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Is there any easy way to extract this?


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#1 hackman2007

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Posted 12 September 2011 - 06:54 PM

I'm trying to make my life a little easier when doing drive space analysis.

What I want to do is take the output from a simple dir command (this is on a Windows platform, no Unix is involved). I want it to take the "Directory of C:\" and the "# bytes free" part of the output (and would be much easier if it would just auto-convert to GB with two decimal points).

Outside of simply copying/pasting, I haven't figured out a way to do this easily.

Anyone know of a way to do this? It doesn't have to be complicated, I'm not looking for a standalone program or anything like that, just a way to get the output without having to do a lot of clicking. It's all in the same format for all the drives, so formatting shouldn't be too big of an issue.

Edited by hackman2007, 12 September 2011 - 06:54 PM.


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#2 Didier Stevens

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Posted 13 September 2011 - 03:03 PM

You can select output from a command with the findstr command.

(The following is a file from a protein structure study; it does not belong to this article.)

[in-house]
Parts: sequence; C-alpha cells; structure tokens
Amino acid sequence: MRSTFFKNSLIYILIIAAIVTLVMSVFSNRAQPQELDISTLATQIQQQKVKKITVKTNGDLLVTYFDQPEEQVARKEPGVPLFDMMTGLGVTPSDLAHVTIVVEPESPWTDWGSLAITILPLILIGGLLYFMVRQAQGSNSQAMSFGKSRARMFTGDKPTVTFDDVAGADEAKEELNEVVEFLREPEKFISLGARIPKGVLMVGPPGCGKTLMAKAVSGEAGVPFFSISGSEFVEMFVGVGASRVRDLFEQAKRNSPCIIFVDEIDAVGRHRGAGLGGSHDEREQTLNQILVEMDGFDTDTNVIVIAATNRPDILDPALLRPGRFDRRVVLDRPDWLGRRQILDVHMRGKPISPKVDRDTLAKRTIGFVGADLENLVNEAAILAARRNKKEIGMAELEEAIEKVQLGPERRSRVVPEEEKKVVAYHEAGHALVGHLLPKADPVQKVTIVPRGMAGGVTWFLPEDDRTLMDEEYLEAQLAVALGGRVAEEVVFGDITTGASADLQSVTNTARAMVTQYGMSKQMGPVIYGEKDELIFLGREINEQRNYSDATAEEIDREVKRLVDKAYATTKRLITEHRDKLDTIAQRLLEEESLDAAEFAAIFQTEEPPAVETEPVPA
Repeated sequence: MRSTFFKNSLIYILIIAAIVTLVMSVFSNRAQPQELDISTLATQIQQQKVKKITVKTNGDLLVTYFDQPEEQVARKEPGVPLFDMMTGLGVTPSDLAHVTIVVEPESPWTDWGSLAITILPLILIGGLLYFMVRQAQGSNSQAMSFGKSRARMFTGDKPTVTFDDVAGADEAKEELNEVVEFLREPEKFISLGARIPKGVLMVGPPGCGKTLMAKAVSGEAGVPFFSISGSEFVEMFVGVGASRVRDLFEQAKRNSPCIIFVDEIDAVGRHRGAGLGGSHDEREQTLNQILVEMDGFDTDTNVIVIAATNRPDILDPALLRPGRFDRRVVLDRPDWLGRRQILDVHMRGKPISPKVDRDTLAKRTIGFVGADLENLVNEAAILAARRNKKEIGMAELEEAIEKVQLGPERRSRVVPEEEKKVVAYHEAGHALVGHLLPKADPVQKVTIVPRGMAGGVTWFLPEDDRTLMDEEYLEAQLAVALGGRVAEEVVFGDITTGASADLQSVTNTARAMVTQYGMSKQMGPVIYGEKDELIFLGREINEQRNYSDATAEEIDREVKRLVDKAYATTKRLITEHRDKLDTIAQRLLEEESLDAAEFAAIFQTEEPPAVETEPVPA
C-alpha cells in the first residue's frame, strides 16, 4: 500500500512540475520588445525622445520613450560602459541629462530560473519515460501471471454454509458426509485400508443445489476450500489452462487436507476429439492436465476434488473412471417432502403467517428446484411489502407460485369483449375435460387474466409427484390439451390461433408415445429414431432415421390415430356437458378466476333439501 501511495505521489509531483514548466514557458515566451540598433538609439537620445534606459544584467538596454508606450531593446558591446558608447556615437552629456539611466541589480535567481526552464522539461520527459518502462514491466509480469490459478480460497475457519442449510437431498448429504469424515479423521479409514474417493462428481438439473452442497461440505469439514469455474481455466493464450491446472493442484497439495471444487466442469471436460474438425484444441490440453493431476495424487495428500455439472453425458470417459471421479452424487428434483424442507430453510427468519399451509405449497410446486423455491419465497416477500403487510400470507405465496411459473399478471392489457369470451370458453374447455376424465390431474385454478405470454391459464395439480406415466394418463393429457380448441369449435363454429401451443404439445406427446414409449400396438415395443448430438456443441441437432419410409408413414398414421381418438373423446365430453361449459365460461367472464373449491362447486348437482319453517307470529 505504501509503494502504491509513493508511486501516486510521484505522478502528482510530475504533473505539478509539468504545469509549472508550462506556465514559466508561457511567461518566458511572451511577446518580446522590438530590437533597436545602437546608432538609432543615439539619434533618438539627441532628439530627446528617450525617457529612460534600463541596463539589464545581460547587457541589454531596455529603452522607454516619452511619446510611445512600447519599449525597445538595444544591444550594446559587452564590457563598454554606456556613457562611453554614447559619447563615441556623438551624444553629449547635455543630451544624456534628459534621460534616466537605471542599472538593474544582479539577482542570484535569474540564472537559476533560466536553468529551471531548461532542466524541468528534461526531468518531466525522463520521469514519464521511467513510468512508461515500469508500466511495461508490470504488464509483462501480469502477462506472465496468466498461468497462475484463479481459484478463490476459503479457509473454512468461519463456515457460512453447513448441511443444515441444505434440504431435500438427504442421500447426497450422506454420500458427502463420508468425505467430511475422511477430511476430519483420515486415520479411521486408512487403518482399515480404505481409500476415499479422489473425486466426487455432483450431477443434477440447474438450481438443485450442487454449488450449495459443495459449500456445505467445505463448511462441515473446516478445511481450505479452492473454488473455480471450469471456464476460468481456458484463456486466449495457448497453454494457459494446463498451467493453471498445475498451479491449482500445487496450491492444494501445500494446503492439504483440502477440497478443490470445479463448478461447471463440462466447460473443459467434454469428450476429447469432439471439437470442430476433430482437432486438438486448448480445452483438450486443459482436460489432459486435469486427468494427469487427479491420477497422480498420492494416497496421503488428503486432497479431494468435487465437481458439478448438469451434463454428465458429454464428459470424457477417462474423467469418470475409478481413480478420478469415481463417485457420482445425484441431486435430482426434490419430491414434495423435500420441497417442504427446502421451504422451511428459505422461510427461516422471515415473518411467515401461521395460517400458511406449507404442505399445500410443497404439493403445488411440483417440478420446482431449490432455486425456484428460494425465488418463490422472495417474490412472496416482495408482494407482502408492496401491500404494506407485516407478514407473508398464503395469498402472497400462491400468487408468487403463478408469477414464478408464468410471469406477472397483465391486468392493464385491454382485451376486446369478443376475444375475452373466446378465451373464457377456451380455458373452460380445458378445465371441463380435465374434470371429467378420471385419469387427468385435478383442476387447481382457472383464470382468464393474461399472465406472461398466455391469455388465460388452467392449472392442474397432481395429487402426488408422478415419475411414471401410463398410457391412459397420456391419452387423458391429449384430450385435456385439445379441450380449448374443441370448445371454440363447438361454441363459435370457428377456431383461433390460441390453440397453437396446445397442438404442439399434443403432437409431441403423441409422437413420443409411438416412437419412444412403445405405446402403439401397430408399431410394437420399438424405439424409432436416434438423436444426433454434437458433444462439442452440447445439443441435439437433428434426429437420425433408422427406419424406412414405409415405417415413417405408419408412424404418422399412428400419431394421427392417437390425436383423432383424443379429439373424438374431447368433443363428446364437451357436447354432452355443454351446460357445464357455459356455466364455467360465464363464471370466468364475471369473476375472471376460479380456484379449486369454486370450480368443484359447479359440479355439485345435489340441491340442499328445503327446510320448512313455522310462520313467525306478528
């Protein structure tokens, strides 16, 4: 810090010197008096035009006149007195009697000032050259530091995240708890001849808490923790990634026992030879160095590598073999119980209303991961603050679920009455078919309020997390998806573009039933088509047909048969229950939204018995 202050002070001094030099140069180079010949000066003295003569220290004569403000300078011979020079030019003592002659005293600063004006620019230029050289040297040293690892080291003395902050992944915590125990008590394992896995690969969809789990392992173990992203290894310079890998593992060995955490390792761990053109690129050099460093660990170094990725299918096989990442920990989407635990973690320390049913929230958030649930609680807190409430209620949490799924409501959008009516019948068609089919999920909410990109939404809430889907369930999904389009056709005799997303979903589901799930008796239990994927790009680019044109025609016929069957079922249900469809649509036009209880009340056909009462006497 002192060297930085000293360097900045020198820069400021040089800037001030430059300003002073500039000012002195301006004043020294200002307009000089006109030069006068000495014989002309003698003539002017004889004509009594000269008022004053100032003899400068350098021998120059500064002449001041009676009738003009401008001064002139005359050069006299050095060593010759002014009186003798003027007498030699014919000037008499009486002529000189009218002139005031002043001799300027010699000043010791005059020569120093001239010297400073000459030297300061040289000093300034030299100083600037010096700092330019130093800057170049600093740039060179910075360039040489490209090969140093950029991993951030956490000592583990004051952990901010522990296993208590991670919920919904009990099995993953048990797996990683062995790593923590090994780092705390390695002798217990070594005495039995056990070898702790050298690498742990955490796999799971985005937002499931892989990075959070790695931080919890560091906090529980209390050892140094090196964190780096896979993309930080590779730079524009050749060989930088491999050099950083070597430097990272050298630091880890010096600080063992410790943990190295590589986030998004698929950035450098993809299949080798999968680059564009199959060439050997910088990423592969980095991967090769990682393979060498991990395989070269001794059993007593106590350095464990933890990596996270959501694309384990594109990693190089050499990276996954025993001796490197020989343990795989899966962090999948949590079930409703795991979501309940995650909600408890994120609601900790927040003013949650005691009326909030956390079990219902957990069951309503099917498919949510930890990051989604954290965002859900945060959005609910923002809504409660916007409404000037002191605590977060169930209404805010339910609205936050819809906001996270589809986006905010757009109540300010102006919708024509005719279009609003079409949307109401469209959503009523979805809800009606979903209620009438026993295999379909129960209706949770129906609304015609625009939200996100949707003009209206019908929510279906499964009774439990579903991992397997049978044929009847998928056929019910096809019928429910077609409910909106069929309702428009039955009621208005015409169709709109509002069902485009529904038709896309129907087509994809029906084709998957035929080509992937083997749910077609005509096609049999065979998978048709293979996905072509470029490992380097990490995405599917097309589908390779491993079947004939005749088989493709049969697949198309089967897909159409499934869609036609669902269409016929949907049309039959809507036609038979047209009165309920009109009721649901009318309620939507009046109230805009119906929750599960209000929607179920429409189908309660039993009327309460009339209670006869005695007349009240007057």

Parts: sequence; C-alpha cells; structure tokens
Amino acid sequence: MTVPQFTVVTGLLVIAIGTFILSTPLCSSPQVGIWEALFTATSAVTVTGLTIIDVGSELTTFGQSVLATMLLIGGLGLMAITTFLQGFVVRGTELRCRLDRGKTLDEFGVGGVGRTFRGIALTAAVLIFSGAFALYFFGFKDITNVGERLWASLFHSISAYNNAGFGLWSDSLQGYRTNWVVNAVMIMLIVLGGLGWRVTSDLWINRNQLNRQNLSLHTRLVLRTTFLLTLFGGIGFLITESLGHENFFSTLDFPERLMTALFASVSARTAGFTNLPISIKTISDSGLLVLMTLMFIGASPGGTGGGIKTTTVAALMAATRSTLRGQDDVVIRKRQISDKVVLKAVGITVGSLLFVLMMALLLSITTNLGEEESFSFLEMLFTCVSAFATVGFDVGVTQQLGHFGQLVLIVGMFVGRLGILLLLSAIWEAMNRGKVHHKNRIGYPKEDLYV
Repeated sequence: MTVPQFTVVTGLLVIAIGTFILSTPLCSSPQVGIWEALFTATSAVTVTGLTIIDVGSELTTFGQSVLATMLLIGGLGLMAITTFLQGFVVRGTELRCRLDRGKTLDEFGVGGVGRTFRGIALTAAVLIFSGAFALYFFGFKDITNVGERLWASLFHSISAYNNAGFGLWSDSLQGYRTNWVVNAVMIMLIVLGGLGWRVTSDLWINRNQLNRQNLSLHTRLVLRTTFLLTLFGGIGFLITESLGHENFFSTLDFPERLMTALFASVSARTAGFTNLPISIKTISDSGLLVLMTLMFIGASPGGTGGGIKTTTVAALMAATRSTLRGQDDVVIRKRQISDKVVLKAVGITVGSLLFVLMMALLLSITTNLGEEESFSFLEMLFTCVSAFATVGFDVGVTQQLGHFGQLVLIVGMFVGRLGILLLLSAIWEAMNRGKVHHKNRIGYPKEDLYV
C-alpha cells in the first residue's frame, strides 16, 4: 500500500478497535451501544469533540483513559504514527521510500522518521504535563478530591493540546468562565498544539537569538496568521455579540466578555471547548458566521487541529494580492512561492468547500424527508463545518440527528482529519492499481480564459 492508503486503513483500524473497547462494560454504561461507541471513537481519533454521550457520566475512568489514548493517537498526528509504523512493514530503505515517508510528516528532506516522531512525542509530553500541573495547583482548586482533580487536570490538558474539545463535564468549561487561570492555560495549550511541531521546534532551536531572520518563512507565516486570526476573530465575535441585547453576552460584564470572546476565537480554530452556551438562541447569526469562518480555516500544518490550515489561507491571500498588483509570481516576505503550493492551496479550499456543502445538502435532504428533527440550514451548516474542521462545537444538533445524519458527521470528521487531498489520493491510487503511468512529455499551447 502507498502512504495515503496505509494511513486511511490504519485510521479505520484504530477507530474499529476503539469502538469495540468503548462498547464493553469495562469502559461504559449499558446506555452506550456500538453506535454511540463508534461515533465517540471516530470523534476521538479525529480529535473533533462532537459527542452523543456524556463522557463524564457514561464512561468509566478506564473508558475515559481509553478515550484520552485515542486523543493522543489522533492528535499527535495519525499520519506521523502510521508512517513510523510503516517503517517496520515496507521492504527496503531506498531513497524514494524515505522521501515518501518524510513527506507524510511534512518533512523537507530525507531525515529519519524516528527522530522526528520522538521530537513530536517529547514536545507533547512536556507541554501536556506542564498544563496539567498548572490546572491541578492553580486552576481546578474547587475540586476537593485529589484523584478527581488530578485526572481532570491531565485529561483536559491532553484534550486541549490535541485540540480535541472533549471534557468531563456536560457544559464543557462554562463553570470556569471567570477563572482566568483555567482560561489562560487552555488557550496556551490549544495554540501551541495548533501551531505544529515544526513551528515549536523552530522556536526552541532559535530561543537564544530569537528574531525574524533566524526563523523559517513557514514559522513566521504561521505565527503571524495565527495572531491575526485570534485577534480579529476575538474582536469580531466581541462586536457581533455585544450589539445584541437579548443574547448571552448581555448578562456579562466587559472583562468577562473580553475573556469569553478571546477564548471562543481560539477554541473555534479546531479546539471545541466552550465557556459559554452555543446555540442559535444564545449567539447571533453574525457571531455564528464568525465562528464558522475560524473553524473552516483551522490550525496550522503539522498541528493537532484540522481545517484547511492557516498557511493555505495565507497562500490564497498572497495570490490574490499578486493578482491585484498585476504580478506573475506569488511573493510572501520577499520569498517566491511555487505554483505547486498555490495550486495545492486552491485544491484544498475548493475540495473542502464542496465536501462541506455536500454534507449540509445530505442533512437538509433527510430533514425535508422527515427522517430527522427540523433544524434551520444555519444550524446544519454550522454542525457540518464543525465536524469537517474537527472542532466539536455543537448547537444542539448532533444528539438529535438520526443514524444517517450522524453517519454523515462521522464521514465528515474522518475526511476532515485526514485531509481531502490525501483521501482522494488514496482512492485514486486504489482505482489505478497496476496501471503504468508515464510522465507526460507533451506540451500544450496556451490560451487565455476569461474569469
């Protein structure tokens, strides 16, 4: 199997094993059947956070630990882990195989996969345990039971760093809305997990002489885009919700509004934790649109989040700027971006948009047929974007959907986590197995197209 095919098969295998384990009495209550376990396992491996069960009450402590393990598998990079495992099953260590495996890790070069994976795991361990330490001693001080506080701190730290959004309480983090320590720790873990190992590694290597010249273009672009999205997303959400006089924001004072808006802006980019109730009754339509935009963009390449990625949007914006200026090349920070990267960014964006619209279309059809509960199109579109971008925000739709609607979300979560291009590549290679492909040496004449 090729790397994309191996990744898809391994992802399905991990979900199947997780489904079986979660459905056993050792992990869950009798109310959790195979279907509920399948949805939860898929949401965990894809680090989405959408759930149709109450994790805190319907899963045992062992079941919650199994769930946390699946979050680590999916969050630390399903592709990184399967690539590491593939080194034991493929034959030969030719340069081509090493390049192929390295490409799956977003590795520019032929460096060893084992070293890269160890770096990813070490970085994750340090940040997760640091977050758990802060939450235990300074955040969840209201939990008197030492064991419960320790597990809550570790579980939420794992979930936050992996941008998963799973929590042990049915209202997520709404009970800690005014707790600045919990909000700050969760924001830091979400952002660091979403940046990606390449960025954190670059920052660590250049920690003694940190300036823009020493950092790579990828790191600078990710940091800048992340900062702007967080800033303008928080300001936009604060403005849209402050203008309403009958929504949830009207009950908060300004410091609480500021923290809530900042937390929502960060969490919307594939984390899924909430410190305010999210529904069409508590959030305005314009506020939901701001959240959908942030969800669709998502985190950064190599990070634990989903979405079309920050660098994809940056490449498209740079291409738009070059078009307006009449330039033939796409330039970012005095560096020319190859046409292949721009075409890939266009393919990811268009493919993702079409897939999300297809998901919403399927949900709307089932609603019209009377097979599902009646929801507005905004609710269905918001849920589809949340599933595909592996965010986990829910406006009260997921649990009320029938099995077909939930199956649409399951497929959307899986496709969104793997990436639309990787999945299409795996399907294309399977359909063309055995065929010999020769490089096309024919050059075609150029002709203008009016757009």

Example: dir c:\ | findstr /i "free"
This will select all the lines with the word free in it.
You can also save the output of this command directly to a file, like this: dir c:\ | findstr /i "free" > result.txt
Watch out: result.txt will be overwritten each time you execute the command.
To append the output to the file in stead of overwriting it, use >> like this: dir c:\ | findstr /i "free" >> result.txt

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#3 hackman2007

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Posted 14 September 2011 - 03:35 PM

You can select output from a command with the findstr command.

Example: dir c:\ | findstr /i "free"
This will select all the lines with the word free in it.
You can also save the output of this command directly to a file, like this: dir c:\ | findstr /i "free" > result.txt
Watch out: result.txt will be overwritten each time you execute the command.
To append the output to the file in stead of overwriting it, use >> like this: dir c:\ | findstr /i "free" >> result.txt


Thanks for the response!

I did successfully try using your method (similar to dir c:\ | findstr /i "free"), but eventually found a much more elegant solution by using this VBS: http://myitforum.com/cs2/blogs/dhite/archive/2006/12/04/vbs-script-to-create-a-server-disk-space-report-to-excel.aspx




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